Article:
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Specsavers Trongate's David Quigley and Nicola Thomson share details of how their practice became the UK's first autism-friendly opticians
06 November 2016
In order to gain approval as an autism-friendly opticians, we had to take a step back and look at the practice’s layout and procedures through the eyes of those patients who we were trying to better meet the needs of.
We began by inviting the National Autistic Society to the practice, which sent a support worker and five volunteers who have autism. During this initial visit, we gave them a tour of the store, before hosting a focus group to find out what aspects of the practice they would be affected by if they were attending the store for an eye examination.
Importantly, we learnt that what may affect one patient who has autism may not affect another. However, the general feedback was that the store was very loud and busy, while background music and the television were a distraction.
Small changes make a big difference
Using this feedback, we were able to implement some very simple changes, which included introducing a ‘quiet zone’ in the store on Tuesdays and Fridays. On these days from 9.30–11am, we don’t have any music playing or the television on. This means that if a patient that has ASD characteristics is looking to attend the practice for an eye test, and they want less distractions, we can offer them appointments during these periods.
We then looked at the layout of the practice and identified an area at the back of the store, as well as one on the second floor, that could be used as ‘quiet areas.’ These provide us with areas where there are no distractions and we can discuss the sight test, as well as frame options, in an environment they feel comfortable in.
Feedback has also informed us also that patients who have autism may only wish to see one or two people and, because we are a large store, this doesn’t always happen. Therefore, we now ensure that we provide this consistency to patients who request it. Staff are also made aware of this requirement and these patients are greeted at the door by the one person who will deal with them through the entire patient journey.
Information is key
Speaking to our focus group participants, we learnt that patients who have ASD characteristics could be anxious about the sight test procedure due to a lack of knowledge, especially those who had never had one before. As a result, we worked with Specsavers’ central media team to produce an information leaflet that patients can download from our website and that we can post to patients ahead of their appointment. It’s in a fun cartoon format and explains the whole process of an eye test in order to demystify the process.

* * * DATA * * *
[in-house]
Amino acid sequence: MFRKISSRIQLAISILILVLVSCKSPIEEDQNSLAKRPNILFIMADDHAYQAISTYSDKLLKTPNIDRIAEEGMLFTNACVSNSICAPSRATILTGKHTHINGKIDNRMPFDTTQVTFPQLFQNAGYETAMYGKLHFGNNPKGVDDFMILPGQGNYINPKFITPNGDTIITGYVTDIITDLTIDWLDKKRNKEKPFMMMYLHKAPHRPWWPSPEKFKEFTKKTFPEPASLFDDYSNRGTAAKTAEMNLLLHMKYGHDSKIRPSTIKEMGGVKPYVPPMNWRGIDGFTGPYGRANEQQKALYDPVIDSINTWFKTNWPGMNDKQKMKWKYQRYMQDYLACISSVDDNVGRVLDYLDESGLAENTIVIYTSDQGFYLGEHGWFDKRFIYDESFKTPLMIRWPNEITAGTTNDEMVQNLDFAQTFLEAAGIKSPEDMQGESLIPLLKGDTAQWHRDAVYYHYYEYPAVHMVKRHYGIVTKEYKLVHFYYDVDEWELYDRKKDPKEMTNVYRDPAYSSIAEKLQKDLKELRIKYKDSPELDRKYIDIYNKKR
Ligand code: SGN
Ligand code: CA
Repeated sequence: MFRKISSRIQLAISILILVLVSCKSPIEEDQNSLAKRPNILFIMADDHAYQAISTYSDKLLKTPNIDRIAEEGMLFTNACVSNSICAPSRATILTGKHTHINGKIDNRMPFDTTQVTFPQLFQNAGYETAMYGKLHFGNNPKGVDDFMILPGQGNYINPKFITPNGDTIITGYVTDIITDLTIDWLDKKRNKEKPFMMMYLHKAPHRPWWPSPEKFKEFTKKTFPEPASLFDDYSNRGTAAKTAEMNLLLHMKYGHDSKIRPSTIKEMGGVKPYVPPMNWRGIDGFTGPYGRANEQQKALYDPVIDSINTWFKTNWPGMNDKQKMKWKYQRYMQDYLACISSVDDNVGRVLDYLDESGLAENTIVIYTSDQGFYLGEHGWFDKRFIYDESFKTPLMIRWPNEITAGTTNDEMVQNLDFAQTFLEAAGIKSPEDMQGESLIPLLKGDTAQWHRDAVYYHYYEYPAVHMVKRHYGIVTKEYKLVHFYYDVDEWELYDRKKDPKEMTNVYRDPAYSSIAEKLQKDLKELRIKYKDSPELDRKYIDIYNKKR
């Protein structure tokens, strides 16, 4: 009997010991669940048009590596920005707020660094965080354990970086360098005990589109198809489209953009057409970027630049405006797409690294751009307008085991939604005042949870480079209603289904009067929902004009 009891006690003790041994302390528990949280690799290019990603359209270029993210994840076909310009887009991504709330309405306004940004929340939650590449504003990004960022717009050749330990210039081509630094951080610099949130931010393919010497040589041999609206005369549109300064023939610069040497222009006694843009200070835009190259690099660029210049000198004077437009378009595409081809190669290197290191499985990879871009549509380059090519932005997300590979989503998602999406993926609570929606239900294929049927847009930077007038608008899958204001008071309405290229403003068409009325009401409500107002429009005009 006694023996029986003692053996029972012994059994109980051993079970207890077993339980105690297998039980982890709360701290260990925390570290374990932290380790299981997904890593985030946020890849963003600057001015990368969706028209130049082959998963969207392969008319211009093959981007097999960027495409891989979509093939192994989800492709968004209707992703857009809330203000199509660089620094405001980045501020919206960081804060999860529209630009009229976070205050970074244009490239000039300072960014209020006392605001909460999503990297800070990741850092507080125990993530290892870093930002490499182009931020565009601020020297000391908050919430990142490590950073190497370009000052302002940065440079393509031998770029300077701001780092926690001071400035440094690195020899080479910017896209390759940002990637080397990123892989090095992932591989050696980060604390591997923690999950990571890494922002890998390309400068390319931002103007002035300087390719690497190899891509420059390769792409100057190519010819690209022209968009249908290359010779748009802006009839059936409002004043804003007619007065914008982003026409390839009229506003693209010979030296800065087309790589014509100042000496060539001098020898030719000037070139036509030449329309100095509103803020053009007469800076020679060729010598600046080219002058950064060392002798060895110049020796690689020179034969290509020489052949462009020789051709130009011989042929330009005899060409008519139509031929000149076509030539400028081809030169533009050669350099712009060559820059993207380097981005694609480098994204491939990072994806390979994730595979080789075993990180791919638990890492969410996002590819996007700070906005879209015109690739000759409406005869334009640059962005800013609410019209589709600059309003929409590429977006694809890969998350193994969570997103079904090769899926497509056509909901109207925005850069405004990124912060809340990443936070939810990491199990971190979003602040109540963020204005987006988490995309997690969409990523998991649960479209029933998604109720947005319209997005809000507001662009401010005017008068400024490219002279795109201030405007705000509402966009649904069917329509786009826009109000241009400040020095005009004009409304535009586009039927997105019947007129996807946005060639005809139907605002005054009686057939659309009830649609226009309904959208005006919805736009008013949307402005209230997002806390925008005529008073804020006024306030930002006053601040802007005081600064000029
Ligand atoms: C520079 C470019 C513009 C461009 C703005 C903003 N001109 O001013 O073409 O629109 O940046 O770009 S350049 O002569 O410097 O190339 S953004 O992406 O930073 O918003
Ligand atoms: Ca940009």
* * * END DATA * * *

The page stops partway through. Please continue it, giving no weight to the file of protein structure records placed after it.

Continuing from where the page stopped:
We also put a statement of intent on our website that lets our patients know that we are autism-friendly and that we have quiet areas in the store, as well as the times of our weekly ‘quiet zones.’
In addition, we have amended our booking process. All patients who book through our call centre are asked if they have any special requirements. If they tell us that they do, a note is put onto the system, which is then passed onto the manager or supervisor who is in on the day of the appointment. They brief staff to be ready when that person comes into store. The question is reiterated when the centre calls patients to remind them of their appointment.
We have seen many benefits of asking patients this simple question and it is bringing in additional requests too, which allows us to better meet the needs of all of our patients.
"We had to take a step back and look at the practice's layout and procedures through the eyes of those patients who we were trying to better meet the needs of"
While all of these things are important, we found that having helpful and friendly staff who are willing to adapt to the situation is of utmost importance.
As a result, a representative from the National Autistic Society visited the store to deliver group training on how to look after a patient who has autism coming in to the practice. There were lots of misconceptions tackled and expelled during the session.
We will now embed this in our on going staff training so we maintain these standards.
Once these changes had been implemented, volunteers from the National Autistic Society ‘mystery shopped’ us to ensure that we were as good as we could be at meeting their needs. We will now continue to run these mystery shops once or twice a year to ensure that we are maintaining these standards and meeting these patients’ needs as best we can.
Becoming the only opticians in the UK to gain autism-friendly approval has enabled us to differentiate ourselves in the marketplace. However, we will not rest on our laurels and want to ensure that the service level is maintained.
We are due a re-brand in a few months and will continue to work with the National Autistic Society to ensure that the environment remains suitable for all.